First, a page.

Faso, in 1972, was the first person known to bring allegations of animal abuse to former Las Vegas frontrunner Bobby Berocini, who was performing in the circus circus at the time.
A video of Pirosini beating up a chimpanzee and an orangutan backstage appeared on Entertainment Tonight in 1989. Lawsuits and bad publicity ended his career.
She and other animal advocates stress that the actions of animals do not get much attention in Las Vegas and elsewhere.
Scammer Jay Owenhouse says, who abandoned for him plans to incorporate his Tigers into a Las Vegas residence after Clark County planning officials recommended he refuse. “If you take a look at the National Finals Rodeo, the Las Vegas Review-Journal reported that attendance was within 4 or 5% of the 2014 attendance record.”
“You have the Kings Championship in Excalibur, which has 22 horses and a stable,” Owenhouse says. “You have Criss Angel who uses doves and snakes in this show.”
He adds that the public wants to know that the animals are well looked after.
But scientists stress that dolphins, which can travel up to 60 miles a day in the ocean, are not suitable for living in a shallow pool.
“These mammals have fully evolved to live in the ocean, where they deserve to be free to live,” according to Dolphin Project, founded by Rick O’Barry, who captured and trained the five dolphins who portrayed Flipper, and was immortalized in the 1960s television series. “Families simply cannot provide a suitable environment for this wild species.”
As a last resort, Vasu says she hopes Hard Rock will stop education Dolphins “and eventually die.”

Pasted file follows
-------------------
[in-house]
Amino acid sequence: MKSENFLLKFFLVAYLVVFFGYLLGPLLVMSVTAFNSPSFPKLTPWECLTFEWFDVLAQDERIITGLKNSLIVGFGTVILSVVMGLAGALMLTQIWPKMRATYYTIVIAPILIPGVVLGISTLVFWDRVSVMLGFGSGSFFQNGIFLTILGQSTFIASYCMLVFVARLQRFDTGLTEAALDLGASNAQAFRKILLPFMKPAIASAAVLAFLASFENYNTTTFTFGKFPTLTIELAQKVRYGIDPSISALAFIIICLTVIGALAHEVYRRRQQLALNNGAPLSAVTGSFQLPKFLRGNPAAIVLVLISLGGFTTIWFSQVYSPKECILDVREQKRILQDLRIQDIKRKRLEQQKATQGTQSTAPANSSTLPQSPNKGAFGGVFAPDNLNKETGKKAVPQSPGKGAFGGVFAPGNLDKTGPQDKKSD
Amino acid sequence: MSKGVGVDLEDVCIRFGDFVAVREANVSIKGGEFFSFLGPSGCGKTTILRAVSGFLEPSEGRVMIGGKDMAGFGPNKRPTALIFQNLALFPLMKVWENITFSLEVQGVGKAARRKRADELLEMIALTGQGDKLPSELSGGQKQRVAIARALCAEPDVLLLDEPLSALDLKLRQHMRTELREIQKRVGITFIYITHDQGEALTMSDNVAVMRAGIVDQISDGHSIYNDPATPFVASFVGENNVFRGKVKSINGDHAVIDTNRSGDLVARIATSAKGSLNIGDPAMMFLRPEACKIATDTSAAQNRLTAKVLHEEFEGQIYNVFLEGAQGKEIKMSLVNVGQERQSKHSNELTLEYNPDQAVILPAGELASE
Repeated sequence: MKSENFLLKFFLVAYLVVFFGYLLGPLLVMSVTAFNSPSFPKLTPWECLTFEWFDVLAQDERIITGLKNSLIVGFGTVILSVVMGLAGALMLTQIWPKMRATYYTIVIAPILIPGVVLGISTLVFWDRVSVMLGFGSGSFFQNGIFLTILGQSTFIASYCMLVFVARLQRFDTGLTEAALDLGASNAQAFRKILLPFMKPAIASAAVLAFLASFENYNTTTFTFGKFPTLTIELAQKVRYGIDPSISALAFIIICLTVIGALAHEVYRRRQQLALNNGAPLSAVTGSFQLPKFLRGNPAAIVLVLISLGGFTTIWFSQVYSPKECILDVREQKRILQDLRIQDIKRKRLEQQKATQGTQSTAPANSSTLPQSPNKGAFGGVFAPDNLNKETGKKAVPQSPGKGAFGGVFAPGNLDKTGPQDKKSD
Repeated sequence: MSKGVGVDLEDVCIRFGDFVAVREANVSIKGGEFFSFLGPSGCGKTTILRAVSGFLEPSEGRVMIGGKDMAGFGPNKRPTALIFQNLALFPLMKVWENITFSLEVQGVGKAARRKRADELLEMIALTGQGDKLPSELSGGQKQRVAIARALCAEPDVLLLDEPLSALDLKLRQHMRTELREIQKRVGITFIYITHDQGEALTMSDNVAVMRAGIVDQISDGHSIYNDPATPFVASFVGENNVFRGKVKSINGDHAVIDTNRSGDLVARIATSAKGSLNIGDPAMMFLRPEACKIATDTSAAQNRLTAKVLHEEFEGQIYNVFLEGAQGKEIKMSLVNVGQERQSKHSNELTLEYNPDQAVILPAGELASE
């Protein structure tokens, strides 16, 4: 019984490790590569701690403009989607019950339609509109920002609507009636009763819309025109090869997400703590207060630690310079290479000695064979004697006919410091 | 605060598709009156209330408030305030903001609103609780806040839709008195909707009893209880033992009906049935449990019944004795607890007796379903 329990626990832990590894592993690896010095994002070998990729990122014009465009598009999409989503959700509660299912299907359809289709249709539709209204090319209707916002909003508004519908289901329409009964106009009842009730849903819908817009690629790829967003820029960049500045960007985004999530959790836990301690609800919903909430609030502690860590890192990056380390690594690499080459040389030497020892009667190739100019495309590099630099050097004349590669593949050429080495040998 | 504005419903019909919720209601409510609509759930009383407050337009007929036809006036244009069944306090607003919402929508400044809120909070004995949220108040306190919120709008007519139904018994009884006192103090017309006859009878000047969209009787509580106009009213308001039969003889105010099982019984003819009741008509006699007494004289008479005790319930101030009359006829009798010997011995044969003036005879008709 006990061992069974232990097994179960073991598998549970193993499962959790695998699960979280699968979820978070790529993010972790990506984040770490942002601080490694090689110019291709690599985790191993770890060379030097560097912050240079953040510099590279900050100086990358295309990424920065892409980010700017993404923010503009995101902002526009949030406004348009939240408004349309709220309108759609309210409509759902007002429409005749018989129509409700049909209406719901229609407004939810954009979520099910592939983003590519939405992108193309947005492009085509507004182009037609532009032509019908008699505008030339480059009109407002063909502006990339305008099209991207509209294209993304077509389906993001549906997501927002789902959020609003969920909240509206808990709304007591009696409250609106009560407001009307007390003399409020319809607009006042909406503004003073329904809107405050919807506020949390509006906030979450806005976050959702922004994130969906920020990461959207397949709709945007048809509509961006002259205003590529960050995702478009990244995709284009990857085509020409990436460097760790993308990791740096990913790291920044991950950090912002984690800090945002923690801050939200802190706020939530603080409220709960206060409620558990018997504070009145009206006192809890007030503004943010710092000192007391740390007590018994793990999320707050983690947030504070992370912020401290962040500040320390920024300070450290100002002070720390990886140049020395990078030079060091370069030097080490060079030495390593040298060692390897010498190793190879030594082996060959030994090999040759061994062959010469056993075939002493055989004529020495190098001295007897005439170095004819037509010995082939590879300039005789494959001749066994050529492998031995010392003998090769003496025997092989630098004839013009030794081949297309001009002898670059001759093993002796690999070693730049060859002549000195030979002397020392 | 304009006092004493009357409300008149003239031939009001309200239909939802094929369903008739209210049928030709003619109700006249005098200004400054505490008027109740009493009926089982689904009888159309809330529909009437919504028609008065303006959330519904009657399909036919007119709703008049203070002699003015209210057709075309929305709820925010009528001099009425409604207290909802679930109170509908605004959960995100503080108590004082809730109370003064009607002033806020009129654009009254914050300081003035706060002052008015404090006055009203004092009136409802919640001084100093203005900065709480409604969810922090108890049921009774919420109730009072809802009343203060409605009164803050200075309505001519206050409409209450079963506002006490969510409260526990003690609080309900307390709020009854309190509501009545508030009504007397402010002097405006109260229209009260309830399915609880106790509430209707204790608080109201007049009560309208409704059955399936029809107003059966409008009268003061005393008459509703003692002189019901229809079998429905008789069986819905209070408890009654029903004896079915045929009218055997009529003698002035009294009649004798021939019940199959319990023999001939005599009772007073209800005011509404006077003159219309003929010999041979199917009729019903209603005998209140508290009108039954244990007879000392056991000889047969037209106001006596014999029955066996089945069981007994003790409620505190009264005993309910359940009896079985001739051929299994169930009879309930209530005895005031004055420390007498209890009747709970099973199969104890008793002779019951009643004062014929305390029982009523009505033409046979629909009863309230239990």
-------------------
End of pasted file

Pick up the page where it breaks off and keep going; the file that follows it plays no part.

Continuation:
Fifteen dolphins have been born in captivity at the Mirage since 1991. Eight of the fifteen died, according to records I collected http://www.cetabase.org. dead boy Live the last two weeks.
The average lifespan of the eight dolphins that died was five.
The tallest dolphin born in captivity at the Mirage is Huf n Puff, at 21 years old.
Four other dolphins captured from the wild have died at the Mirage.
According to cetabase.org, which tracks marine mammals in captivity, Sigma was likely born in 1972, captured in 1975 and died in 2004 at the age of 32. It is estimated that he was born in 1970, was arrested in 1982 and died in 1994.
Darla is said to have been born around 1981, captured in 1985 and died in 1999.
In the wild, dolphins live from 40 to 60 years, according to the National Oceanic Atmospheric Administration.
The oldest dolphin in the Mirage is the Duchess, its estimated age is 46 years. The Duchess was born in the wild around 1975 and captured in 1981.
Mirage and its parent company, MGM Resorts International, have long maintained that research at the Dolphin Show benefits endangered species in the wild.
Rose says that’s not true.
“There are no publications that I know of using dolphins in The Mirage that are of conservation value in wildlife targets,” she says, adding that there has been research on Mirage related to captive breeding. “In other words, how can we keep these animals alive longer and reproduce better?”
Even that research, she says, is at risk because “the facility is in such an abnormal setting – a shallow water habitat in the desert with full sun and no shade.”
Life in the wild is exaggerated, Owenhouse says.
“What I’m not OK with is seeing a Mediterranean tiger in the wild spending seven days hunting for one meal,” he says. “Google images of tigers in the wild or lions in the wild. Their lives are not a good thing.”
“In 1900 there were 100,000 tigers in the wild,” Owenhouse says. “Today there are less than 3,500. Most experts believe that they will become extinct in the next 10 years.”
World Wildlife Fund Says There are 3,900 tigers in the wild. The organization says the Bengal tiger could be extinct by 2070. There are more tigers in captivity than there are in the wild.
“I think the only future that animals like tigers have on this planet is not going to be in the wild,” Owenhouse says. “You will live in an environment that involves human care.”